Forest Gardens, Food Forests or Edible Forests
Forest gardens are an idea that came out of Bill Mollison's Permaculture. The principle is that you follow natural ecosystems' structures, like forests or wetlands, to grow a wide range of edible plants in a complementary, living system. It is probably the ultimate low maintenence way to grow food as it is self sustaining but it does require considerable work to establish and, if starting from scratch, will take some time before you start to get most of the harvests.
The Forest garden has seven layers and each layer jigsaws together with the other layers
1. The Canopy is made up of the tallest trees to provide fruit and nuts (Apples Pears, Walnuts, Hazelnuts etc).
2. Lower growing trees like medlars, damsons and plums or apples on semi-dwarfing rootstock.
3. The shrub layer is made up of bushes and woodland edge plants like currants, gooseberries, raspberries, blueberries.
4. The herbaceous layer would be most of the above ground annual vegetables. Chard, courgettes, brassicas, salads etc.
5. Ground hugging plants like strawberries will spread out across the soil surface. As well as the crop, this will shade out weeds and help the soil retain moisture.
6. The root vegetables like potatos, onions, radishes, carrots etc are interspersed amongst everything else.
7. Finally peas, beans and other climbers make use of the trees to gain hight.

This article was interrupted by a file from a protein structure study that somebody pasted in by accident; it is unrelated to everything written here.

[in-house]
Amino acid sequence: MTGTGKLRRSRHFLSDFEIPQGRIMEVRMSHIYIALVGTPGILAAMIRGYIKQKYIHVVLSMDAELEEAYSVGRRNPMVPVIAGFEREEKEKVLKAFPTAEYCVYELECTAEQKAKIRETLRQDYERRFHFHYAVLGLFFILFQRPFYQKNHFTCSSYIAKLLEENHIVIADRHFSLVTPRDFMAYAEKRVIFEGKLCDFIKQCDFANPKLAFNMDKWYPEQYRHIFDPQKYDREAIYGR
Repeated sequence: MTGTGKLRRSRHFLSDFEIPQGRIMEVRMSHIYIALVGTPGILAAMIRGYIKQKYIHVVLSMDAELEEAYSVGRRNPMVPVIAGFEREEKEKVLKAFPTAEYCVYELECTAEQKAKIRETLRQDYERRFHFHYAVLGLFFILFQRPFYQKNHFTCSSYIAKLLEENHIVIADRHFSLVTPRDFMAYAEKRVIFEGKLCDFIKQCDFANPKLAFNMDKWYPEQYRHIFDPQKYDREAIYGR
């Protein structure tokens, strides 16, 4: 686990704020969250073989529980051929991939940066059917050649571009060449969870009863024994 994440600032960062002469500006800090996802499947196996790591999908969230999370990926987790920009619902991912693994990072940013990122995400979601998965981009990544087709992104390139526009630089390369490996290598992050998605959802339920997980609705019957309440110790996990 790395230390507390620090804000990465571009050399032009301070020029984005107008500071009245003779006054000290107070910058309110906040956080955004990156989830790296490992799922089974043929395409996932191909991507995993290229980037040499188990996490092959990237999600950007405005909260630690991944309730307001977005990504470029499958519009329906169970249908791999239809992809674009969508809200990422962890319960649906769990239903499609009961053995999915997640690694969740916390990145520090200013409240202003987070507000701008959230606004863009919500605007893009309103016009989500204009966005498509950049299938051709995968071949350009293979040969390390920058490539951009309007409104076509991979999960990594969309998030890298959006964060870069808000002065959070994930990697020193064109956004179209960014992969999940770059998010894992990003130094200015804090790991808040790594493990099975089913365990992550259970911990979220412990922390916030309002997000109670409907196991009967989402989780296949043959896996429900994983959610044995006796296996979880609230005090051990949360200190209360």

You want the maximum food production so everything is placed to fit in with the overall design to make sure that all the layers and plants have the space and light they need and minimum competition from non food plants.
Wood or bark chips might be used at the beginning to keep down competition and improve the soil as they break down.
Spaces are kept clear with a 'chop and drop' technique where unwanted plants are cut down and left to feed nutrients back into the soil and provide mulch and shade to stop weeds from growing.
Unlike most annual vegetable growing, plants of the same variety might be spaced around and interspersed with other things, rather than all growing together in one area. This will minimise pest damage. Collecting your vegetables for a meal therefore becomes a forraging expedition.
Minimum work once established.
Wide variety of produce in one area.
Can incorporate poultry in the system.
More work and longer time to get established.
Can easily look untidy (if that's important to you)
There are some amazing books, facebook groups, videos etc. out there. Here are just a few that caught my eye.